While modern man might be timid to go to sea in such flimsy craft as those early coastal vessels, the ancient mariner was anything but. However, once again, he was not foolish or reckless—he knew how deadly the sea could be. These men “who went down to the sea in ships” knew about descriptive sea terms such as the “Cape of Storms” (now called the Cape of Good Hope) where scores of ships met their doom trying to round that Cape before the currents and winds were better understood, and for a hundred years or more was called “the Sailor’s Graveyard”; an area in the Ionian Sea was known to Greek sailors as the “Blue Graveyard,” and the wrecks off Scarborough, Maine, are legend, as were the Dardanelles where scores of ships were wrecked until seamen came to understand their unique double currents. Early sailors referred to Drake’s Passage as the “Devil’s Passage,” and even the Great Lakes had a “Shipwreck Coast” from Grand Marais, Michigan, to Whitefish Point, and was called “Graveyard of the Great Lakes,” where hundreds of ships met their doom on the lakes. Only a fool would separate himself from a view of land, not out of fear, but well understanding that unknown winds and currents would take him so far off course he might never find his way back.
Comment #3: “If, as Palmer and other Mesoamerican theorists suggest, the greater Nephite library of records is still in Mexico, what storehouse of books did Joseph Smith and Oliver see in the New York setting that Brigham Young discussed regarding the experience Joseph Smith and Oliver Cowdery had when returning the plates to the Hill Cumorah? It seems to me that one hill is all we get” T.J.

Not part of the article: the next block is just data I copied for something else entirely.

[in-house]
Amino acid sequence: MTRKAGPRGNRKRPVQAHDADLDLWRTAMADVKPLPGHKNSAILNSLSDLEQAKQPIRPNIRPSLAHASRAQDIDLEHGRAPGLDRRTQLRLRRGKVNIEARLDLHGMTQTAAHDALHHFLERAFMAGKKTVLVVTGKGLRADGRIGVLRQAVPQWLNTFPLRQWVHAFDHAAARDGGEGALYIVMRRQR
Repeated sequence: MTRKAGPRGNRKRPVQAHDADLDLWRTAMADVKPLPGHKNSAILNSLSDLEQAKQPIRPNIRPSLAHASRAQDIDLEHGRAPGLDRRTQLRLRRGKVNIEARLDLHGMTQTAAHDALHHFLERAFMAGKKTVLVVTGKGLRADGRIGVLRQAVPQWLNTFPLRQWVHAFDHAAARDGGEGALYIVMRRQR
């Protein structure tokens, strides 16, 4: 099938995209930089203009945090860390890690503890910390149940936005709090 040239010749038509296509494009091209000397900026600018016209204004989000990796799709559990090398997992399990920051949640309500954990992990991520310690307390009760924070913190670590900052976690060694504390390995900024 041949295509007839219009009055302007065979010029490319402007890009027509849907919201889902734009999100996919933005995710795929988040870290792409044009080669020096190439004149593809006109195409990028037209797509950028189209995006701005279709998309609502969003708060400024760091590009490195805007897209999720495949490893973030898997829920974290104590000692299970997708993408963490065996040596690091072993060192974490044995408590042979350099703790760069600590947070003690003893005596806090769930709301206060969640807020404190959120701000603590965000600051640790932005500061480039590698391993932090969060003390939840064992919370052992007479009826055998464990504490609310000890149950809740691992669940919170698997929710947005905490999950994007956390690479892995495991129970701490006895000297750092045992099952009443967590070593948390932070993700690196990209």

Response: Brigham Young’s statement was: “The hill opened up and they walked into a cave, in which there was a large and spacious room. He says he did not think, at the time, whether they had light of the sun or artificial light; but that it was just as light as day. They laid the plates on a table; it was a large table that stood in the room. Under this table there was a pile of plates as much as two feet high, and there were altogether in this room more plates than probably many wagon loads; they were piled up on the corners and along the walls…” (Brigham Young, Journal of Discourses, Vol. 19, p. 38). This statement tells us only that there is a cave or “room” wherein are stored tons of sacred records, presumably of the Nephites. But that “room” could have been anywhere. The Lord is fully capable of providing a vision for a person in which he feels he is right there, which vision could have been provided for Joseph and Oliver at the moment they reached the spot on the hill Cumorah in upstate New York they were directed to reach. The heavens, or the future, or the past, or any place on earth can be opened and shown to a person(s) in a vision. Lehi and Nephi saw the tree of life, river of dirty water, path and iron rod, and a building of scoffing people—and felt they were upon it, holding to that rod. The Lord is also capable of moving those plates, table, sword of Laban, from one place to another—distance is not a matter of concern. The trouble is, man is simply not capable of understanding God or the things of God or how God does things.